Despite the popularity of his work, the demands of supporting his family of nine children was a severe burden and he was always struggling financially. He contracted a disease which became chronic and is believed to have been caused by lead poisoning and a consequence of his scientific experimentation. This affected his ability to work, exacerbating his precarious financial situation and within three years all of his savings had dissipated. He died in Southampton, aged just 56, on 13th April 1812. His wife Elizabeth and their children were left destitute and although they had a good case to receive assistance from the Artists’ Benevolent Fund – which had been set up in 1810 to support artists in dire straits - , none was forthcoming, occasioning a vitriolic attack on those who ran the charity.

Elizabeth Pether later formed a business partnership with a Thomas Thornton establishing “Pether & Co.” which made chalk and black lead pencils. In 1816, an advertisement appeared in The Times with the claim of the instruments that: “the leads being freed by a chymical process from all impurities, and scratching particles”.

There is an early record of a Thomas Pether residing in the same premises as Abraham and it is believed that this is a brother who exhibited wax portraits at the Free Society between 1772 and 1781 with titles such as A portrait of a gentleman, in wax; Birds and A bust of his Majesty, in composition.

Two of his sons became painters: Abraham Jnr and Sebastian with Abraham most closely resembling his father’s style and subject matter. Sebastian had a son Henry (op.1828-65) who took his grandfather’s predilection for moonlight scenes to almost an addictive level but he falls short in composition in comparison to his forbear and the technique is slicker and without the instinctive warmth and atmospheric insight.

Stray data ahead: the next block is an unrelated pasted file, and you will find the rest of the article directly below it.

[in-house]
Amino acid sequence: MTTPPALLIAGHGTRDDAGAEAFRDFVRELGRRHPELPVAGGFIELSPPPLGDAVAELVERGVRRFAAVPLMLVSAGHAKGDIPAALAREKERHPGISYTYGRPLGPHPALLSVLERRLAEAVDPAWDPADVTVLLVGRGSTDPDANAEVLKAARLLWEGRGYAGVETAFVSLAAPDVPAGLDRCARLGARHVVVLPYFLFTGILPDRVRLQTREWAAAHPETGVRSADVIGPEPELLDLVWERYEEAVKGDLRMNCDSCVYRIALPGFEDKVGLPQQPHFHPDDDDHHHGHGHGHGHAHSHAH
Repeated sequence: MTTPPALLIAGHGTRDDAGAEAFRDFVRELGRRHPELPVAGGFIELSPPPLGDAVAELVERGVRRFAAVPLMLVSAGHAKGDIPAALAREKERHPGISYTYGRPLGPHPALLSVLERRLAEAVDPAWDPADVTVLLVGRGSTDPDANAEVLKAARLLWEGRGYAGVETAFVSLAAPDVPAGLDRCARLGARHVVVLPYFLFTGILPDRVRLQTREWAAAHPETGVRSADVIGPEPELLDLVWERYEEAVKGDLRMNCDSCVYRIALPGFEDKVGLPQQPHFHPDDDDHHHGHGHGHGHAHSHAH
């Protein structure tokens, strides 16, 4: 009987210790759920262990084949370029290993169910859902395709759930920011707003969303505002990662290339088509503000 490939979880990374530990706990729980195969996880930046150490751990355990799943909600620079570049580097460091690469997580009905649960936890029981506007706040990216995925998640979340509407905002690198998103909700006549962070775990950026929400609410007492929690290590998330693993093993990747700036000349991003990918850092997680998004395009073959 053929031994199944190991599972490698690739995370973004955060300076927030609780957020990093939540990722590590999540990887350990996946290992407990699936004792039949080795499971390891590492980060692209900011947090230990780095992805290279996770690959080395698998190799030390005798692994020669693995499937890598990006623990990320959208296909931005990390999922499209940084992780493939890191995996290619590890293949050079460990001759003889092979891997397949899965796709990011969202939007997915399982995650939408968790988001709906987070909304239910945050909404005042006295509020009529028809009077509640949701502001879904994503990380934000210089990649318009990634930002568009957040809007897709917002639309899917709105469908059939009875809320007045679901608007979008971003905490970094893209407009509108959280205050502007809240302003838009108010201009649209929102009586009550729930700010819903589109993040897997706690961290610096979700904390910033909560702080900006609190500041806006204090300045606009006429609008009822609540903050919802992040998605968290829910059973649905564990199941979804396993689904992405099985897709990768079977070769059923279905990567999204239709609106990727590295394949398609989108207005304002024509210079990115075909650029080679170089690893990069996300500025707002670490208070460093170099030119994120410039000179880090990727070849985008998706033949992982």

Abraham collaborated with Philip Reinagle on the latter’s The Night blowing Cereus with the flower painted by Reinagle and the moonlit background provided by Pether and this was engraved by Robert Dunkarton as part of the series Temple of Flora. The British Museum has one of the prints in its collection. It also holds further prints in the series: Persian Cyclamen engraved by William Elmes and the Snowdrop engraved by William Ward with a further example in the Victoria and Albert Museum’s collection. The BM also has Cheapside as it appeared before the Fire of London engraved by Robert Jacob Hamerton. Another of Abraham Pether’s paintings that was turned into a print was Warwick Castle which W Birch reproduced in his volume Delices in 1789.

Some of his paintings can be seen in the collections of the following museums and institutions: British Museum (pencil drawing of a moonlit landscape); National Maritime Museum; Government Art Collection; Guildhall Art Gallery; Dulwich Picture Gallery; Ferens Art Gallery; Manchester Art Gallery; Brighton and Hove Museum; York Art Gallery; Derby Museum; Bolton Museum; Shipley Art Gallery; Preston Park Museum; The Council House, Chichester; Essex Record Office, Chelmsford; Hampshire Cultural Trust; Temple Newsham House, Leeds; Bolton Museum; National Trust – Nostell Priory and Chastleton House; Yale Center for British Art.


Bibliography: Dictionary of British Landscape Painters - M H Grant

                      The Dictionary of British 18th Century Painters, Ellis Waterhouse

                       Dictionnaire des Peintres – E Benezit


Height 63.5 cm / 25 "
Width 74.7 cm / 29 "
Framed height 80.2 cm / 31 34"
Framed width 92.3 cm / 36 "